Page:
Well here we go ... it's now your turn to jump into the standardized testing world. I know you hate this part but avoidance only prolongs the agony. If you get on top of your standardized testing now, most of it will be done by the end of the eleventh grade or October as a senior. The next three months will have something to do with these tests so pay attention to it, don’t bury them and believe out of sight out of mind. Also, don’t bother trying to get a definite answer on whether paying for test prep will help your son or daughter. Some students seem to benefit from having an adult taskmaster; others do quite well on their own. Depending on their score after preparing for the test, students will either tell you it was great (because they got a high score) or a waste of time (because they got a low score). Know that in both scenarios, the scores were probably influenced by many things other than the prep course. Remember these two facts: the highest scoring students are the last likely to pay for test prep and the claims on the national test prep companies about average score increases never stand up to scrutiny. For most students, the greatest potential gains come from familiarity with the test and from learning a few simple strategies for how to approach it. A forty hour course is almost guaranteed to be a waste of time but a five to ten hour review might be useful. This is why we recommend Tara Mayole for her test prep above the national companies and have recommended her for more than 10 years. Let me know if you’d like her contact information.
If your student has gaps in their knowledge of the test’s content, particularly in math, should consider getting a personal tutor and if you have (or are) a motivated student, the most sensible times for the test prep are summer after tenth grade, leading up to the PSAT in October of the grade eleven or January to March of grade eleven in preparation for a March or April test.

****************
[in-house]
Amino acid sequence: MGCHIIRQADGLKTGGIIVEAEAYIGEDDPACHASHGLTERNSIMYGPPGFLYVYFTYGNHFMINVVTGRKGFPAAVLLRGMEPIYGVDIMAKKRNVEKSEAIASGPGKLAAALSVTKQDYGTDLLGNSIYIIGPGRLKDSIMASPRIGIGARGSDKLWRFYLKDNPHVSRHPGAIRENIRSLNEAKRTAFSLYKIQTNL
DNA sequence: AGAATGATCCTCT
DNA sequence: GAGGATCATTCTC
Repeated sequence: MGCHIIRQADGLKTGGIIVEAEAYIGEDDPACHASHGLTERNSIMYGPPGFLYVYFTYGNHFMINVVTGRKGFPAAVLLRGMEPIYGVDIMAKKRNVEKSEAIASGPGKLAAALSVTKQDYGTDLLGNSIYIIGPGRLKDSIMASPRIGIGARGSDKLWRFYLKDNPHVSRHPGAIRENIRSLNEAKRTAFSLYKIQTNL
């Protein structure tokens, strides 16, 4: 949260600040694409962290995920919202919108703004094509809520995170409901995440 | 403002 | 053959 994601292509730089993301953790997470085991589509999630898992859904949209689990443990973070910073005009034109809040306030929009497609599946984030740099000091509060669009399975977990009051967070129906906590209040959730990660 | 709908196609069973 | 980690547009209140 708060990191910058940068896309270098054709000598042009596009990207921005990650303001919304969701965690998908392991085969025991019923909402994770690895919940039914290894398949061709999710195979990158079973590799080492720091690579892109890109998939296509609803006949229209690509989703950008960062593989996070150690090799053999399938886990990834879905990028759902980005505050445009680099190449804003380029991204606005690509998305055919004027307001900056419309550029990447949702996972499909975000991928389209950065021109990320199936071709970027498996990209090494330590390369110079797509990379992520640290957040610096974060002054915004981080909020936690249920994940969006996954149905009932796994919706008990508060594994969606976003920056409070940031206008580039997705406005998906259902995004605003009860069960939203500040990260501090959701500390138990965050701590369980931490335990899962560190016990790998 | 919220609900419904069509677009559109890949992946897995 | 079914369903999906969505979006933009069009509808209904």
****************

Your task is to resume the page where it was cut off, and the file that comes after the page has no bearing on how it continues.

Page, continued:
A couple things that I have come to discover over the years and that people often ask are that if you live on one of the coasts, SAT is the test you know while in the middle of the country the ACT is the test that most students take. Both have over a million test-takers per year and virtually every college in the nation accepts either to fulfill its testing requirement.
Some additional thoughts:
• Tests have a conversion chart that is designed to translate the scores of one to the other, many students believe that it is easier to score well on the ACT.
• The latest trend, which I support, is to take both in eleventh grade and see which one suits you best.
• The ACT is the more straight forward test and doesn’t have as many wrong answers dressed up to look right as does the SAT. But the ACT often requires more knowledge of academic material. In math, for instance, you’ll get trigonometry, logarithms and matrices on the ACT but not the SAT, which has more basic math presented in trickier ways.
• Read interesting books – no matter what you go to college for, you’ll need a good vocabulary and strong reading comprehension skills. Reading is also one of the best ways to prep for college entrance exams.
• Get a social security number if you don’t already have one – you’ll need it for your college applications.
• Think about Yourself – What are your goals? What are you curious about? What are you good at? What do you like to do in your spare time? Knowing the basics about yourself will help you make the right college choices.